1911 Encyclopædia Britannica/Angle

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ANGLE (from the Lat. angulus, a corner, a diminutive, of which the primitive form, angus, does not occur in Latin; cognate are the Lat. angere, to compress into a bend or to strangle, and the Gr. ἄγκος, a bend; both connected with the Aryan root ank-, to bend: see Angling), in geometry, the inclination of one line or plane to another. Euclid (Elements, book 1) defines a plane angle as the inclination to each other, in a plane, of two lines which meet each other, and do not lie straight with respect to each other (see Geometry, Euclidean). According to Proclus an angle must be either a quality or a quantity, or a relationship. The first concept was utilized by Eudemus, who regarded an angle as a deviation from a straight line; the second by Carpus of Antioch, who regarded it as the interval or space between the intersecting lines; Euclid adopted the third concept, although his definitions of right, acute, and obtuse angles are certainly quantitative. A discussion of these concepts and the various definitions of angles in Euclidean geometry is to be found in W. B. Frankland, The First Book of Euclid’s Elements (1905). Following Euclid, a right angle is formed by a straight line standing upon another straight line so as to make the adjacent angles equal; any angle less than a right angle is termed an acute angle, and any angle greater than a right angle an obtuse angle. The difference between an acute angle and a right angle is termed the complement of the angle, and between an angle and two right angles the supplement of the angle. The generalized view of angles and their measurement is treated in the article Trigonometry. A solid angle is definable as the space contained by three or more planes intersecting in a common point; it is familiarly represented by a corner. The angle between two planes is termed dihedral, between three trihedral, between any number more than three polyhedral. A spherical angle is a particular dihedral angle; it is the angle between two intersecting arcs on a sphere, and is measured by the angle between the planes containing the arcs and the centre of the sphere.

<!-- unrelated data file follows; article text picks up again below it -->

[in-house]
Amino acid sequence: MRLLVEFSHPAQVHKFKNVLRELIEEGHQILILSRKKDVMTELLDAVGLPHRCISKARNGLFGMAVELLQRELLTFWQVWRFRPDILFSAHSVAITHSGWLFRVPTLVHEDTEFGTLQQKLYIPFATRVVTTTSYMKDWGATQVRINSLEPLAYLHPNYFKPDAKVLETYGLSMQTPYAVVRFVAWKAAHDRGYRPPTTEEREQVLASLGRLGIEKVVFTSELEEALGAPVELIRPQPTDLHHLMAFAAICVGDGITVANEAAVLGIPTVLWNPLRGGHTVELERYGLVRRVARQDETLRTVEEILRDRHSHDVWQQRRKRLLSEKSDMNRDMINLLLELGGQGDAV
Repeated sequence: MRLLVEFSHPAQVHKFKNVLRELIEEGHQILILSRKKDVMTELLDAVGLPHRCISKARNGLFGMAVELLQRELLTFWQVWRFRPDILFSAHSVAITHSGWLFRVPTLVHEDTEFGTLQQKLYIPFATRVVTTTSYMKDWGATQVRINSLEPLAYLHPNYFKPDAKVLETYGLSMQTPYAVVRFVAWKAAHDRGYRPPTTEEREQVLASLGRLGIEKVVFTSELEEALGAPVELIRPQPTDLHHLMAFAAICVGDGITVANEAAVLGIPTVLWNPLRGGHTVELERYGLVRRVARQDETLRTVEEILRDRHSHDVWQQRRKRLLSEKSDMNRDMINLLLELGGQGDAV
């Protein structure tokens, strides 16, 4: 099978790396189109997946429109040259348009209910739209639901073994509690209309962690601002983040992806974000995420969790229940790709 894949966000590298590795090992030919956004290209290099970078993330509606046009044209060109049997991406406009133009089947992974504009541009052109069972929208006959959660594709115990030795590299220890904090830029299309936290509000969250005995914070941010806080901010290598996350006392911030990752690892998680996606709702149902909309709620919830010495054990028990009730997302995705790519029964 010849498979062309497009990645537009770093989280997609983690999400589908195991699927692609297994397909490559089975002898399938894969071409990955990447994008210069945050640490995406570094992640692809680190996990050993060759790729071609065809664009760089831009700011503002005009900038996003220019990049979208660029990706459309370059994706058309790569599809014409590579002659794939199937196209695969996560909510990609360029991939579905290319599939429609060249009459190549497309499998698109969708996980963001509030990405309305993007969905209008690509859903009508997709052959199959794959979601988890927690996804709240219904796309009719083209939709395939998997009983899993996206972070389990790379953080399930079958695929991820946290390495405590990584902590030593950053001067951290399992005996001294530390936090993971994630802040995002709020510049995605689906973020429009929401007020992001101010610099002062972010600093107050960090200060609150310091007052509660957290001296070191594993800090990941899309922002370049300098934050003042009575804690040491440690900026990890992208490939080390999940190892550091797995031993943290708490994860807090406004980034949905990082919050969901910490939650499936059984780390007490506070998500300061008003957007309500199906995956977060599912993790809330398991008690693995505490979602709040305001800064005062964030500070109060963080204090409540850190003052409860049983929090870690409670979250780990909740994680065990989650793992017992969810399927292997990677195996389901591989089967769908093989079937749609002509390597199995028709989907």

The angle between a line and a curve (mixed angle) or between two curves (curvilinear angle) is measured by the angle between the line and the tangent at the point of intersection, or between the tangents to both curves at their common point. Various names (now rarely, if ever, used) have been given to particular cases:—amphicyrtic (Gr. ἀμφί, on both sides, κυρτός, convex) or cissoidal (Gr. κισσός, ivy), biconvex; xystroidal or sistroidal (Gr. ξυστρίς, a tool for scraping), concavo-convex; amphicoelic (Gr. κοίλη, a hollow) or angulus lunularis, biconcave.